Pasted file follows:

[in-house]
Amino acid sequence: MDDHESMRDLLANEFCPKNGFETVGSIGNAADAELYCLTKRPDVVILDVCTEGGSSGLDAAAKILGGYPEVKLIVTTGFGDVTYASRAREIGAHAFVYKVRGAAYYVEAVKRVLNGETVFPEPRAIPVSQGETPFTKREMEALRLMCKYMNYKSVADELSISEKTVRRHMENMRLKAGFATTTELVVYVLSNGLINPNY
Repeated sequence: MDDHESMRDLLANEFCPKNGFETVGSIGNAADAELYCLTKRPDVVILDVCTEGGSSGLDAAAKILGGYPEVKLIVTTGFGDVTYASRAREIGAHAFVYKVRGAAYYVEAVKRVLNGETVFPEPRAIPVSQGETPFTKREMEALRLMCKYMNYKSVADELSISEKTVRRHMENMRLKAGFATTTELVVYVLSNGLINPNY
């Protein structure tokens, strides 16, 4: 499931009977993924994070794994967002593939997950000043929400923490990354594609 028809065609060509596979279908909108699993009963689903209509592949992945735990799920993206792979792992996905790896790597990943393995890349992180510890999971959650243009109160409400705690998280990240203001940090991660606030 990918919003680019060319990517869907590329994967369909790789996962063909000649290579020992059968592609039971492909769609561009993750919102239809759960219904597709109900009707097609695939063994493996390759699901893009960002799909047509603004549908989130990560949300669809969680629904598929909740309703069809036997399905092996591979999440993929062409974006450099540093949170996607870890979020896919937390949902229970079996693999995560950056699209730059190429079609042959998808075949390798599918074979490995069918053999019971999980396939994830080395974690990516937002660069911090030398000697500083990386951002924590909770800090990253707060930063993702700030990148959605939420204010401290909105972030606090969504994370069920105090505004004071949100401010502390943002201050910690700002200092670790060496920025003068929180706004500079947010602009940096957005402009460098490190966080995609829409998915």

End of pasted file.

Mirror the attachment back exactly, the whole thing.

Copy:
[in-house]
Amino acid sequence: MDDHESMRDLLANEFCPKNGFETVGSIGNAADAELYCLTKRPDVVILDVCTEGGSSGLDAAAKILGGYPEVKLIVTTGFGDVTYASRAREIGAHAFVYKVRGAAYYVEAVKRVLNGETVFPEPRAIPVSQGETPFTKREMEALRLMCKYMNYKSVADELSISEKTVRRHMENMRLKAGFATTTELVVYVLSNGLINPNY
Repeated sequence: MDDHESMRDLLANEFCPKNGFETVGSIGNAADAELYCLTKRPDVVILDVCTEGGSSGLDAAAKILGGYPEVKLIVTTGFGDVTYASRAREIGAHAFVYKVRGAAYYVEAVKRVLNGETVFPEPRAIPVSQGETPFTKREMEALRLMCKYMNYKSVADELSISEKTVRRHMENMRLKAGFATTTELVVYVLSNGLINPNY
């Protein structure tokens, strides 16, 4: 499931009977993924994070794994967002593939997950000043929400923490990354594609 028809065609060509596979279908909108699993009963689903209509592949992945735990799920993206792979792992996905790896790597990943393995890349992180510890999971959650243009109160409400705690998280990240203001940090991660606030 990918919003680019060319990517869907590329994967369909790789996962063909000649290579020992059968592609039971492909769609561009993750919102239809759960219904597709109900009707097609695939063994493996390759699901893009960002799909047509603004549908989130990560949300669809969680629904598929909740309703069809036997399905092996591979999440993929062409974006450099540093949170996607870890979020896919937390949902229970079996693999995560950056699209730059190429079609042959998808075949390798599918074979490995069918053999019971999980396939994830080395974690990516937002660069911090030398000697500083990386951002924590909770800090990253707060930063993702700030990148959605939420204010401290909105972030606090969504994370069920105090505004004071949100401010502390943002201050910690700002200092670790060496920025003068929180706004500079947010602009940096957005402009460098490190966080995609829409998915």